The Girl Who Died Advance Review

Note: Doctor Who TV’s pre-air reviews aim to be as detail-free as we reasonably can while still offering a critique, but as everyone’s spoiler sensibilities are different, we advise you read on at your own discretion.

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The Girl Who Died is an episode that appears to have all the winning ingredients in place: a writing collaboration between Steven Moffat and Jamie Mathieson (of last year’s fan favourites Mummy on the Orient Express and Flatline), Maisie Williams and Vikings! In theory it should produce something amazing, but the finished article isn’t quite the perfect amalgamation many fans will be hoping for.

The plot kicks into gear when our TARDIS duo land in medieval England and are promptly captured by a gang of Vikings (very much the stereotypical variety, sorry history buffs). They soon meet a young girl called Ashildr who ends up bringing war to her village after challenging the ‘mighty god’ Odin. This of course leads to the Doctor attempting to get some ill-prepared villagers in shape for a battle they seemingly can’t win.

Coming off the back of two pretty dark stories, this is immediately striking as a more lighthearted affair, which is perhaps a surprise given the title. The medieval setting may of course remind fans of last year’s Robot of Sherwood, but this isn’t quite as silly as that. There are a few more dramatic scenes and emotional character beats, and that’s often where the episode works at its best.

With a lighter script comes a lighter Doctor. Yes, expect the return of the Yo-Yo and the Doctor’s inexplicable ability to be able to speak baby. Although this is an idea that probably should have languished with the 11th Doctor’s era, it at least allows for a few poignant scenes here, which suit Capaldi’s Doctor better than the japery. One of the other highlights is Twelve learning where his face came from, and although the explanation will likely disappoint many after being teased this long, the moments leading up and after the revelation are Capaldi on top form.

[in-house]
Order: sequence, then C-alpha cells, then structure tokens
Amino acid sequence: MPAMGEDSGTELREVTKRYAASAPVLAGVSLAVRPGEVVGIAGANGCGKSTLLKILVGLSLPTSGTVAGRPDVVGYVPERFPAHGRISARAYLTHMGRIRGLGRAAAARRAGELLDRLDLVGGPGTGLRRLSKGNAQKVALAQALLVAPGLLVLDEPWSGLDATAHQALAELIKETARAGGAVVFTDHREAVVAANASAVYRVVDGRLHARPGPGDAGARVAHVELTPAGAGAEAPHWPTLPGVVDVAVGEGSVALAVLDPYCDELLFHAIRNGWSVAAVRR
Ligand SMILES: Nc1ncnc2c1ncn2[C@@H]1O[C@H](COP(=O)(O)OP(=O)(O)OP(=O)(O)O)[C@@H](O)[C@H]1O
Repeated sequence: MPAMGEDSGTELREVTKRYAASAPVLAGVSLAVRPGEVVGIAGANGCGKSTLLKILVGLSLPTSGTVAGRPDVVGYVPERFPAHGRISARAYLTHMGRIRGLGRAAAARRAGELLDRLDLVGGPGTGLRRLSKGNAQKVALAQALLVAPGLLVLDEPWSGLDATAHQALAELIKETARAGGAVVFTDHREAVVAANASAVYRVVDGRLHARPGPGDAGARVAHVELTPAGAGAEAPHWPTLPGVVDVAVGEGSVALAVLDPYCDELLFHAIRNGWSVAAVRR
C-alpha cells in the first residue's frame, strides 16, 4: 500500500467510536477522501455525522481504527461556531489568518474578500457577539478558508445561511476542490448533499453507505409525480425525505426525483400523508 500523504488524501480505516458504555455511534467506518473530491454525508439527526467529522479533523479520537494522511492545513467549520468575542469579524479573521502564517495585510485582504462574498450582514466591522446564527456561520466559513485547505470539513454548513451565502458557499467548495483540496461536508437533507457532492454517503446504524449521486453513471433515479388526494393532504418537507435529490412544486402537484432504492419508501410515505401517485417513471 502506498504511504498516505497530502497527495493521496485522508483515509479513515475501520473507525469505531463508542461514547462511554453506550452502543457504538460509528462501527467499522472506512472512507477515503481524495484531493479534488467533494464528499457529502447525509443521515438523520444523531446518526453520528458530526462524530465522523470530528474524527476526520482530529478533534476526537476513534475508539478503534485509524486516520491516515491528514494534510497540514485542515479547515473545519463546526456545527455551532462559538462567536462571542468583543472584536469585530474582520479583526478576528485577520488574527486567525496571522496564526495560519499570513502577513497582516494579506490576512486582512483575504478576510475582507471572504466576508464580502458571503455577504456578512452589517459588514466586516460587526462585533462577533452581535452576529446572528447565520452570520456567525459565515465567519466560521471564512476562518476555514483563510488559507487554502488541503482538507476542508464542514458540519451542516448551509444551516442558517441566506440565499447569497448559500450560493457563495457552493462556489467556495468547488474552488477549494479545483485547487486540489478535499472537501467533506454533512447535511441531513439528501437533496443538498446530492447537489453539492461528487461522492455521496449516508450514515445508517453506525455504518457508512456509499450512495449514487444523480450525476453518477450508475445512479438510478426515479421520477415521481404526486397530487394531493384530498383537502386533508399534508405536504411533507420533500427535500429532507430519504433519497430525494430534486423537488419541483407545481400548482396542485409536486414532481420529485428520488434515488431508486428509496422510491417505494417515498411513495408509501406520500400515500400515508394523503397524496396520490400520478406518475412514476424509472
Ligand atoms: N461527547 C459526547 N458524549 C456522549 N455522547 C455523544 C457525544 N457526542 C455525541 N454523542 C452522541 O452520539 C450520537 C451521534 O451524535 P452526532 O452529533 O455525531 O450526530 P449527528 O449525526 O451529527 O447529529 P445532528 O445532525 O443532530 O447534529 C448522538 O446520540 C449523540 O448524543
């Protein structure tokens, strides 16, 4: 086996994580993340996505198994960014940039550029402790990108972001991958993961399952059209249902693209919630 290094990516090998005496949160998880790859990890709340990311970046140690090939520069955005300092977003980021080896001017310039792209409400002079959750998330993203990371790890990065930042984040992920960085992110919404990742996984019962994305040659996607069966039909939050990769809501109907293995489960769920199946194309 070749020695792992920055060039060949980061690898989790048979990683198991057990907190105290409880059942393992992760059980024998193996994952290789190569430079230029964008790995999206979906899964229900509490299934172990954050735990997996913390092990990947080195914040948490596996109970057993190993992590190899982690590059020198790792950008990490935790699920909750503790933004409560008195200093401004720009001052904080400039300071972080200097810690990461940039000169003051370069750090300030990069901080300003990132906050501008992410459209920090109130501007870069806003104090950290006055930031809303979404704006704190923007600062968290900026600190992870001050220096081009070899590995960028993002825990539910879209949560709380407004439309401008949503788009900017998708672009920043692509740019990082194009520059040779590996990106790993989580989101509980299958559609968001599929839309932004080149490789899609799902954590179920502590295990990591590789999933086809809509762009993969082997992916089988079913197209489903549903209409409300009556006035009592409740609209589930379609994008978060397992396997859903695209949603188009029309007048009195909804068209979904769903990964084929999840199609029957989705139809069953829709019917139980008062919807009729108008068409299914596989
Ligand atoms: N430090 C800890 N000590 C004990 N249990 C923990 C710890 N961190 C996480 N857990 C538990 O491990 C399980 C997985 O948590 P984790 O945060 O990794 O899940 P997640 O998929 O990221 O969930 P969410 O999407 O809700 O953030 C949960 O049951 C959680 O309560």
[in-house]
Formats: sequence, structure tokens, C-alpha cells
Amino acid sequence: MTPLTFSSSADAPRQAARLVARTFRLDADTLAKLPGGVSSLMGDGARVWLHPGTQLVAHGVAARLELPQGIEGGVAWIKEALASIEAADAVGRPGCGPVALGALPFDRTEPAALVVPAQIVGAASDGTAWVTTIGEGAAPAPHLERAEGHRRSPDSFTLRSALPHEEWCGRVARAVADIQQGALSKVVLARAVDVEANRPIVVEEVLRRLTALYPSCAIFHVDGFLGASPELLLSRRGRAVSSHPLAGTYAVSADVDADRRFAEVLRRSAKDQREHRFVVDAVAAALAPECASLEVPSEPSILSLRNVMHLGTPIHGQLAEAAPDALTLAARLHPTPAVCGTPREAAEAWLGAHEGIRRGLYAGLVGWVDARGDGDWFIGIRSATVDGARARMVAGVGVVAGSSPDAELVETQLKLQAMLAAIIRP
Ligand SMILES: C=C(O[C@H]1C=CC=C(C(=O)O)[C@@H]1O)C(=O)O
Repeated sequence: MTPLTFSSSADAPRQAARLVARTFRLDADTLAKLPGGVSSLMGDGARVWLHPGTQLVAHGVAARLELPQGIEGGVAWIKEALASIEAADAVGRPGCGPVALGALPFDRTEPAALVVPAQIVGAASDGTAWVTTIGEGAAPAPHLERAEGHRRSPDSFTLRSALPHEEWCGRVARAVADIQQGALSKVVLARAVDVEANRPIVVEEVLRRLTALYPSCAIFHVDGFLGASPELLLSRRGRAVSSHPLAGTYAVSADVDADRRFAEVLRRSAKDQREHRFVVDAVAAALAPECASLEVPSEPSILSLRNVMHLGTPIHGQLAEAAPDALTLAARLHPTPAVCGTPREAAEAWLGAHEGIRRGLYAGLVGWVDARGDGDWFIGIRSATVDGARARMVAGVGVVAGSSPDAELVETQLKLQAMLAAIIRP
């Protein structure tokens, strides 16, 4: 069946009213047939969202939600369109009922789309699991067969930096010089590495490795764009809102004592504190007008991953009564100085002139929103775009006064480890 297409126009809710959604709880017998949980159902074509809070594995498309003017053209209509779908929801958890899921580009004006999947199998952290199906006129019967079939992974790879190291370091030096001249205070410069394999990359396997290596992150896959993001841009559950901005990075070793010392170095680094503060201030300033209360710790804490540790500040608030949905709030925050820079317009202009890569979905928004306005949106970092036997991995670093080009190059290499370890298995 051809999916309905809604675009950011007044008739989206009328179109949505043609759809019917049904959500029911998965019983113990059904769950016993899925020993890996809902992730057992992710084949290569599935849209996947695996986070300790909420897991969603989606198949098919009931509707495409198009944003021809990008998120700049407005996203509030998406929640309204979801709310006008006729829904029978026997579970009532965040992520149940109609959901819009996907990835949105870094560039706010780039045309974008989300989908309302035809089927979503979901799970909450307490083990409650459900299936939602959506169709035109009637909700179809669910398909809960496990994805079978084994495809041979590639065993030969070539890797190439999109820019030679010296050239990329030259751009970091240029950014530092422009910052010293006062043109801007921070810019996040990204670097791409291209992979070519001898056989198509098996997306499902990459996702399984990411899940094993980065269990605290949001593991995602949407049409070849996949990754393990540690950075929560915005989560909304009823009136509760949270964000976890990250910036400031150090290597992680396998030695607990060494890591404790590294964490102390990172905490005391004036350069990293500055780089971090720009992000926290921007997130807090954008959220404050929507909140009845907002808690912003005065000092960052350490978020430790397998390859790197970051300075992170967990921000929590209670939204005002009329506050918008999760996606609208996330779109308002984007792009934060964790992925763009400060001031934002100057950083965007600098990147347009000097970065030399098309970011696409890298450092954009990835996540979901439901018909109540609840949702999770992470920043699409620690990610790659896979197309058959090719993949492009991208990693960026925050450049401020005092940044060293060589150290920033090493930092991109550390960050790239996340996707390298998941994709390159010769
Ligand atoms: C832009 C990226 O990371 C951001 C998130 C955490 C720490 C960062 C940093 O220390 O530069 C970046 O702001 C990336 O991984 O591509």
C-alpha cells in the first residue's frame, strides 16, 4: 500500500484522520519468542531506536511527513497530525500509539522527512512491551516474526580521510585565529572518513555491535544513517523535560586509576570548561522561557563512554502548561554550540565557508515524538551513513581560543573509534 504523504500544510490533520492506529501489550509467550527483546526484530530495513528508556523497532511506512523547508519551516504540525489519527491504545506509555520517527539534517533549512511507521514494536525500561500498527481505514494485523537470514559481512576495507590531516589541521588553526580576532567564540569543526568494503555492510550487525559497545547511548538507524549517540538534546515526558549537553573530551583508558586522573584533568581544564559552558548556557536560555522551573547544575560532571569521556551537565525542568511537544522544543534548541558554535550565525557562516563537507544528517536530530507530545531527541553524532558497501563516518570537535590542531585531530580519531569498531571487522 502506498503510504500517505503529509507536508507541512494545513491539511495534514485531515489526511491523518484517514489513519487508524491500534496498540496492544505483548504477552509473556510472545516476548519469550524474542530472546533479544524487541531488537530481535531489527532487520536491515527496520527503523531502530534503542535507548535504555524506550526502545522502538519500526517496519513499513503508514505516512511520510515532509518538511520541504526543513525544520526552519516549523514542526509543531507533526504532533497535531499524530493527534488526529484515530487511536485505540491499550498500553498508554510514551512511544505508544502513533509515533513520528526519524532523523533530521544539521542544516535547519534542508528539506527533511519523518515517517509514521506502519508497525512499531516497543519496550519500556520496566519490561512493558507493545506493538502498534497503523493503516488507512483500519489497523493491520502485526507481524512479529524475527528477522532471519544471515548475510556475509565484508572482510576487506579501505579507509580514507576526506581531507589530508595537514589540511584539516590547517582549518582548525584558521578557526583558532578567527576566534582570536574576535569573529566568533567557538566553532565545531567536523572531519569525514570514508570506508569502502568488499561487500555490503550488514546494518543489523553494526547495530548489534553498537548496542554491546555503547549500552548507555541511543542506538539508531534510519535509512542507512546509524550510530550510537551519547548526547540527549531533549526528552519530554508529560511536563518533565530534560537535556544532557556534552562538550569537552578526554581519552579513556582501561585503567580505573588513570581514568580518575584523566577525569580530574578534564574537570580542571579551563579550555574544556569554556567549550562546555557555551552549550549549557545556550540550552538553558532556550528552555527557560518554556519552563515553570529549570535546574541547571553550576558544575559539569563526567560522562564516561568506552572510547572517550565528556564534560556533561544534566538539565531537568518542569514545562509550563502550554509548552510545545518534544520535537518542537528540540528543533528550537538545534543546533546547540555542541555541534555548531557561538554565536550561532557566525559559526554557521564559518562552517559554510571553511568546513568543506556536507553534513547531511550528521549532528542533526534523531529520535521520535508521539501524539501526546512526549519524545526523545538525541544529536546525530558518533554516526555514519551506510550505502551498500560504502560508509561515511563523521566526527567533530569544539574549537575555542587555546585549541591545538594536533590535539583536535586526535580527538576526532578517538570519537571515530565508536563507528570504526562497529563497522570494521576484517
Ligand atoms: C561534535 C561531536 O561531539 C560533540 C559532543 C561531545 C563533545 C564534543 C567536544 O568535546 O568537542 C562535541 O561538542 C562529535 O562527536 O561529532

There isn’t much progression for Clara this week. Sadly many of her scenes just go over material we’ve already seen without really adding anything new. There’s even a repeat of some exact lines from previous episodes. Intentional or not, it feels a bit uninspired.

The mystery surrounding Maisie Williams’ character has been hyped up a fair degree, with a whole host of returning characters speculated. All we’ll say is that there seems to be more to the character than meets the eye, and the Doctor can’t shake off his feeling that he already knows her. For Game of Thrones fans it may be hard to see something other than Arya in Williams’ performance. The character traits don’t exactly dissuade that; Ashildr is another headstrong tomboy with a determination to fight against the odds. There just isn’t a great deal to challenge Williams here. It feels like the best is to come in next week’s follow up. Speaking of…

Something that should probably be mentioned is the question of whether this is another two-parter, or not. Although we cannot go into plot specifics, it does end on another “To be continued” screen and there will clearly be some narrative carry over and consequence. However at the same time it is not a traditional two-parter.

The only other guest star of any real note is David Schofield, who plays the villainous Odin. Unfortunately there’s little for the actor to get his teeth into and he is just far too hammy. The mercenary robots he leads, the Mire, are equally poor. They may look imposing but the script doesn’t really seem concerned with making them demonstrate they are a serious threat. It’s hard to ever fear for any of the villagers when you know there’s no way they can lose against such weak foes.

Visually there are a few standout shots, but it lacks a bit of flourish at times. You can’t really blame director Ed Bazalgette too much. There’s only so much you can do with the dreary medieval village that almost entirely dominates the story. Faring better is the final scene, which is certainly an extremely memorable one and leaves things on a simultaneously beautiful and unsettling note…

Despite its faults, The Girl Who Died is certainly not terrible by any means. Its character moments go some way to making up for its shortcomings. It’s just hard not to feel disappointment when you look at the ingredients that went into it and what actually came out of the pot.